Mercury is the smallest and innermost planet in the Solar System.
Its orbit around the Sun takes only 87.97 days, making it the fastest moving planet. Mercury is not easily visible from Earth as it is usually obscured by clouds or lost in the Sun’s glare. However, during a total solar eclipse, when the Moon moves between Mercury and Earth, it can be seen as a small black dot silhouetted against the Sun’s bright face.
Here are ten fun facts about Mercury:
1. It is named after the Roman god of commerce and messenger of the gods, because it appears to move so quickly across the sky.
2. It has a very thin atmosphere made up of oxygen, sodium, hydrogen, helium and potassium.
3. The surface of Mercury is covered in craters caused by collisions with meteoroids.
4. It has no moons or rings.
5. You wouldn’t want to take a swim in mercury’s oceans even if there was water there, due too its closeness to the sun, evaporated water would blast you off into space!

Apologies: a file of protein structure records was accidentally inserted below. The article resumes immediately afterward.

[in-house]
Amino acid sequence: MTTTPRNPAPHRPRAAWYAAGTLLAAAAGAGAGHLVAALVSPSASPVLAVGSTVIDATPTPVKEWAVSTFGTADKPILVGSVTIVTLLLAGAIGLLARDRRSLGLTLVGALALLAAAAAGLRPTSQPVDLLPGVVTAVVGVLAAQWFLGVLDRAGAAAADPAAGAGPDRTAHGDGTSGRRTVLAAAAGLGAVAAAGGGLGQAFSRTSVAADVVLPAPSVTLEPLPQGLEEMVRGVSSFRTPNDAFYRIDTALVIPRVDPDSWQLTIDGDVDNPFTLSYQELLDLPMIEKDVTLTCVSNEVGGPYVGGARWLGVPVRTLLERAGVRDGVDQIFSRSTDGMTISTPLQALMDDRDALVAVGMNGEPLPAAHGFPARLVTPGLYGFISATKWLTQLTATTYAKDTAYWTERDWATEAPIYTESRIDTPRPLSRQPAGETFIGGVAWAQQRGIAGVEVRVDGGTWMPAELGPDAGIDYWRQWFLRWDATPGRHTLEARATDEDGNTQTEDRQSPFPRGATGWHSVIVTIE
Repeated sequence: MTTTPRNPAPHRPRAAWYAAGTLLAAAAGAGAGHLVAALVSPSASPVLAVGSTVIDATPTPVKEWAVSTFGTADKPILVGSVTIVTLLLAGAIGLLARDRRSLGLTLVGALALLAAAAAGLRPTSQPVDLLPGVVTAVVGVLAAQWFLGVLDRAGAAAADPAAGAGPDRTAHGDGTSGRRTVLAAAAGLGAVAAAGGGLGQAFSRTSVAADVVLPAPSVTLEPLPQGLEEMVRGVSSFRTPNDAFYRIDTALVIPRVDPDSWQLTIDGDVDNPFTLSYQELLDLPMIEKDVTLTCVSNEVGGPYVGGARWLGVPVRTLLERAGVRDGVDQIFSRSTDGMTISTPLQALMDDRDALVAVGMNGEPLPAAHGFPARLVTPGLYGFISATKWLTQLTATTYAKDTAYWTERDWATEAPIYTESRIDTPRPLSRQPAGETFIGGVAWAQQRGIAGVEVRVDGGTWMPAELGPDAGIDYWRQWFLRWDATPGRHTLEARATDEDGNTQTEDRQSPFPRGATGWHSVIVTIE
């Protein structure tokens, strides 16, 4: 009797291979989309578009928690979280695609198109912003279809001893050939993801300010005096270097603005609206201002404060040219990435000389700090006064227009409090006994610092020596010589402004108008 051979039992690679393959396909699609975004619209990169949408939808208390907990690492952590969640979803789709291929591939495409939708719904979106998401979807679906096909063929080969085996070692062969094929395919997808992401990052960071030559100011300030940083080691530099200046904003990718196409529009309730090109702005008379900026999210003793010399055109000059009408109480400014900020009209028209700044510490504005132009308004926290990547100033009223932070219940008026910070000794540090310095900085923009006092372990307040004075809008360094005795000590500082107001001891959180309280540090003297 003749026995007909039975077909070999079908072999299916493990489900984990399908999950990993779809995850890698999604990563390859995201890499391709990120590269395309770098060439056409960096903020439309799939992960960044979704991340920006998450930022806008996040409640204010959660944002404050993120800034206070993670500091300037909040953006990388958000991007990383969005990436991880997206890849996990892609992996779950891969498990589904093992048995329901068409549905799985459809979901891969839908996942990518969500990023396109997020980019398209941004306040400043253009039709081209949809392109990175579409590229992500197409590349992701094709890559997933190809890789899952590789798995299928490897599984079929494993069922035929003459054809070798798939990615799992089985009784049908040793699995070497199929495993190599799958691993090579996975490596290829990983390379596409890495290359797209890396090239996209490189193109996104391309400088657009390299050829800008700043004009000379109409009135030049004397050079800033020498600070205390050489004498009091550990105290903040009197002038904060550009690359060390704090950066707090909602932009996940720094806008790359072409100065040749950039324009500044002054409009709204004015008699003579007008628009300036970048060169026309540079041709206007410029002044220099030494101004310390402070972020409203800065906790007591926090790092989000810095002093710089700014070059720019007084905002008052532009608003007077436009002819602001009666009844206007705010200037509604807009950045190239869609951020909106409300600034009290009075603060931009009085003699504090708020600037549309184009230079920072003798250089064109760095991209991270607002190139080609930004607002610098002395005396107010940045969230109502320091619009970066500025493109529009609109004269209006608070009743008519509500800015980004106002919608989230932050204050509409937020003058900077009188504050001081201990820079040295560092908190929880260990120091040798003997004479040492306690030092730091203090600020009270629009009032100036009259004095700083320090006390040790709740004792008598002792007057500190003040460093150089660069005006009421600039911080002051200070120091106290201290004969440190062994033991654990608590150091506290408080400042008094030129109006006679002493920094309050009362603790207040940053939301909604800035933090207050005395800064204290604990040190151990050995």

6. The temperature on Mercury’s surface can range from -173 degrees Celsius at night to 427 degrees Celsius during the day! Despite being closer to the Sun, Mercury actually has colder temperatures than Pluto. The side of Mercury facing away from the Sun can get as cold as -173 degrees Celsius (-279 Fahrenheit).
7. If you were standing on Mercury’s surface, you would see the sun rise approximately every 176 Earth days. One day on Mercury lasts 176 Earth days. This is because Mercury rotates very slowly on its axis, taking 59 Earth days to complete one full rotation.
8. Although it is not currently known for certain, scientists believe that there may be water ice hidden in some of its craters. Although it looks like a barren wasteland now, scientists believe that water once flowed freely on the surface of mercury. Traces of water have been found in some of mercury’s craters.
9. It’s believed that long ago a giant impact caused mercury’s iron core to form, which makes up 62% of its overall mass.
10. Like Venus, one side of mercury always faces towards the sun while the other side faces away giving us what we call “day” and “night” sides.